In 1547 Pope Paul III also sanctioned the enslavement of the Christian King of England, Henry VIII, in the aftermath of the execution of Sir Thomas More[19] In 1548 he authorized the purchase and possession of Muslim slaves in the Papal states.[20]

Content[edit]

The wording of Sublimus dei was a general pronouncement, framed in terms that applied not only to Indians but to all unknown peoples. The principal passage reads:

The enemy of the human race, who opposes all good deeds in order to bring men to destruction, beholding and envying this, invented a means never before heard of, by which he might hinder the preaching of God's word of Salvation to the people: he inspired his satellites who, to please him, have not hesitated to publish abroad that the Indians of the West and the South, and other people of whom We have recent knowledge should be treated as dumb brutes created for our service, pretending that they are incapable of receiving the Catholic Faith.

We, who, though unworthy, exercise on earth the power of our Lord and seek with all our might to bring those sheep of His flock who are outside into the fold committed to our charge, consider, however, that the Indians are truly men and that they are not only capable of understanding the Catholic Faith but, according to our information, they desire exceedingly to receive it. Desiring to provide ample remedy for these evils, We define and declare by these Our letters, or by any translation thereof signed by any notary public and sealed with the seal of any ecclesiastical dignitary, to which the same credit shall be given as to the originals, that, notwithstanding whatever may have been or may be said to the contrary, the said Indians and all other people who may later be discovered by Christians, are by no means to be deprived of their liberty or the possession of their property, even though they be outside the faith of Jesus Christ; and that they may and should, freely and legitimately, enjoy their liberty and the possession of their property; nor should they be in any way enslaved; should the contrary happen, it shall be null and have no effect.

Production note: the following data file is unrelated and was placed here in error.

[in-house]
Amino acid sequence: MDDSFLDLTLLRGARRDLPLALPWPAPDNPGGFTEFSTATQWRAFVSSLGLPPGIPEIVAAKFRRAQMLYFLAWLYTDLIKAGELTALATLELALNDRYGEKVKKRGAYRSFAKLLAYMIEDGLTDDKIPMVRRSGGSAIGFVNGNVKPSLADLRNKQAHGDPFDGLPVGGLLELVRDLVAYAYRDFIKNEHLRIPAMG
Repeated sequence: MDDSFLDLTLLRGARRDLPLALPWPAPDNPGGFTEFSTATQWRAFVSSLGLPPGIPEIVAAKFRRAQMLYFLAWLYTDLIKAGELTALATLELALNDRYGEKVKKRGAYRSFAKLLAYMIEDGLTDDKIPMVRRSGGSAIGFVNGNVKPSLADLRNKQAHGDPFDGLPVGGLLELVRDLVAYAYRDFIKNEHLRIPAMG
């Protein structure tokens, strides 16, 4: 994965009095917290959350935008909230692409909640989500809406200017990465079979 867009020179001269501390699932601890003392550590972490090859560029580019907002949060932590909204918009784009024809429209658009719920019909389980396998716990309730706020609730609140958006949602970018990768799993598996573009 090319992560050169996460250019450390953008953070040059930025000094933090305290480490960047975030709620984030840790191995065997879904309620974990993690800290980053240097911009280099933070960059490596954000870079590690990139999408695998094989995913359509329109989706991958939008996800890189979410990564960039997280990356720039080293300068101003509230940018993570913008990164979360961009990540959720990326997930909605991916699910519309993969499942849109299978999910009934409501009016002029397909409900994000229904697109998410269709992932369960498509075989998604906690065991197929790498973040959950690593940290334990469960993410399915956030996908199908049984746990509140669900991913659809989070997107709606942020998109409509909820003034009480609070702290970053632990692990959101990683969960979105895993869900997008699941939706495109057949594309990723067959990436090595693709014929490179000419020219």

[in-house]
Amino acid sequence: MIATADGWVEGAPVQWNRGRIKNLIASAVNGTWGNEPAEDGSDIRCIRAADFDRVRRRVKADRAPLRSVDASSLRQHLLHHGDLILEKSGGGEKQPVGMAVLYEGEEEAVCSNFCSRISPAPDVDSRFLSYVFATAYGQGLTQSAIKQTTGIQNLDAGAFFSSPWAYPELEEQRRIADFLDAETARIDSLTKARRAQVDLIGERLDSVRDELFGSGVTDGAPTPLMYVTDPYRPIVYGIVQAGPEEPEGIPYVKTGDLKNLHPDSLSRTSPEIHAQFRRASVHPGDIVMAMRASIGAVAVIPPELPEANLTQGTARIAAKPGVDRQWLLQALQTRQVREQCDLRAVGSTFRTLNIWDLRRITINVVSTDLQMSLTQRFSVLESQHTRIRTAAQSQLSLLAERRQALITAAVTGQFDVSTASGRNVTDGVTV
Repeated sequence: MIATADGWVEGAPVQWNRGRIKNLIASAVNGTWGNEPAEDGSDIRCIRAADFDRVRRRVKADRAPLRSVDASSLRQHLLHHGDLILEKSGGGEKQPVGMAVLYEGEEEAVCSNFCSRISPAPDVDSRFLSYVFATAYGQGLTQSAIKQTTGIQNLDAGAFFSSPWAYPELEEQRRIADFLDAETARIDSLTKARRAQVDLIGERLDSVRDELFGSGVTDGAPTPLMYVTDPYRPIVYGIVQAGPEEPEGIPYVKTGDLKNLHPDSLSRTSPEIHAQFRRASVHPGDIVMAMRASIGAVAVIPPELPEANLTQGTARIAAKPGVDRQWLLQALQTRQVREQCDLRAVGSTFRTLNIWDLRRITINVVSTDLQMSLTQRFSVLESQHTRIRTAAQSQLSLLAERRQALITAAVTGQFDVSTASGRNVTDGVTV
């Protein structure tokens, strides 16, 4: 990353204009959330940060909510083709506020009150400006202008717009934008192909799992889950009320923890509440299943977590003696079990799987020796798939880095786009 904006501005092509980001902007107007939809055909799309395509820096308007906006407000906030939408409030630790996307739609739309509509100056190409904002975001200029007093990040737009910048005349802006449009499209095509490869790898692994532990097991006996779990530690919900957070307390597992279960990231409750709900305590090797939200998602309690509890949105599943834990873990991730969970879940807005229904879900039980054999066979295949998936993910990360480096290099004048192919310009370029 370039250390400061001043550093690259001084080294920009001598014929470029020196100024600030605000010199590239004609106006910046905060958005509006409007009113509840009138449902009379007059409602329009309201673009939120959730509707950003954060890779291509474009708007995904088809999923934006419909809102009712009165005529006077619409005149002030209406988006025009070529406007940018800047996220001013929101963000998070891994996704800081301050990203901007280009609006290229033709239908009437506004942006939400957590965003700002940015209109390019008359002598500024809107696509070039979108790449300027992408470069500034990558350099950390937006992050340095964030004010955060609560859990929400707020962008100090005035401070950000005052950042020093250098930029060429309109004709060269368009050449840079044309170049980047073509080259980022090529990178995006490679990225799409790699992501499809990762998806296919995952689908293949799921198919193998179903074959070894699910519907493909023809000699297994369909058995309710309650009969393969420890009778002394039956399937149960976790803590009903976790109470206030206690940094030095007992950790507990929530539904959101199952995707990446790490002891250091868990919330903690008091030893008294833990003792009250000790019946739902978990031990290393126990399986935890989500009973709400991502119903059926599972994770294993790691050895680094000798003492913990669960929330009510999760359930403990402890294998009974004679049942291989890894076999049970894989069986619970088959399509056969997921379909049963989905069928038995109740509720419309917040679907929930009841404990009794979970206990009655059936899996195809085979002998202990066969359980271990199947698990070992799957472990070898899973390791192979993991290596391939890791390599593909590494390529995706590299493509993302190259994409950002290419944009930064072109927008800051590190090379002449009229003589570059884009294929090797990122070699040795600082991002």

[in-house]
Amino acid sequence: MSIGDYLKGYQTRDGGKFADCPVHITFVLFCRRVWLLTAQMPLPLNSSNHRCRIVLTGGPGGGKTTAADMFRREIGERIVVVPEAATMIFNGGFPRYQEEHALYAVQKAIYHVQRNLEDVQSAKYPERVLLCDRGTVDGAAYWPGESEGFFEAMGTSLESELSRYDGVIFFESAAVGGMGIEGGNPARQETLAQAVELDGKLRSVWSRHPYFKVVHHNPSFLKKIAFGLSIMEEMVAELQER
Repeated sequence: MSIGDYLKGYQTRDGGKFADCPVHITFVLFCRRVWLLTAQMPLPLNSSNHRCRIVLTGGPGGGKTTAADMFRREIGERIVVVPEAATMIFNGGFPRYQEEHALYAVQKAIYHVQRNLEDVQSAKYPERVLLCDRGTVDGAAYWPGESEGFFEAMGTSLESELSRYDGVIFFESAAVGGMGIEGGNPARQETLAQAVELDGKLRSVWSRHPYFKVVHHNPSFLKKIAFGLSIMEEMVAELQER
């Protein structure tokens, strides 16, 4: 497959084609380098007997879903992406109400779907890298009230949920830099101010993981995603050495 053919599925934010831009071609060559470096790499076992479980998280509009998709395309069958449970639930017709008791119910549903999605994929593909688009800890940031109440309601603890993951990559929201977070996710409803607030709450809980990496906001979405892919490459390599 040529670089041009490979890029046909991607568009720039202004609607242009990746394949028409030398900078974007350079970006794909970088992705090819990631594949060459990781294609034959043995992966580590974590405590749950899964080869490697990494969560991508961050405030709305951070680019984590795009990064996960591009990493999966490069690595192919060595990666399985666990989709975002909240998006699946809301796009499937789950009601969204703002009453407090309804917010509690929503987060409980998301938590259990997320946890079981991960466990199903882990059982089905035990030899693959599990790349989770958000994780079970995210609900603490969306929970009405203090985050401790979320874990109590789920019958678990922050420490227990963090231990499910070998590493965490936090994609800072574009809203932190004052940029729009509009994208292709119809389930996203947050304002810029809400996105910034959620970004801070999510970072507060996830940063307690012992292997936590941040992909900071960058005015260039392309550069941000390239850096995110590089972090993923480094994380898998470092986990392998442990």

Pastorale Officium[edit]

The Pastorale Officium has been seen as a companion document for Sublimis Dei. The Pastorale outlines specific penalties (principally, excommunication) for Christians who enslave Indians. However, Joel Panzer (The Popes and Slavery, pp. 22–23) believes that the Pastorale was actually meant to enforce a decree against enslaving Indians issued in 1530 by Charles V, Holy Roman Emperor. The Pastorale actually mentions Charles V. However, such a view would mean that the Pope was unaware that Charles had rescinded that decree in 1534.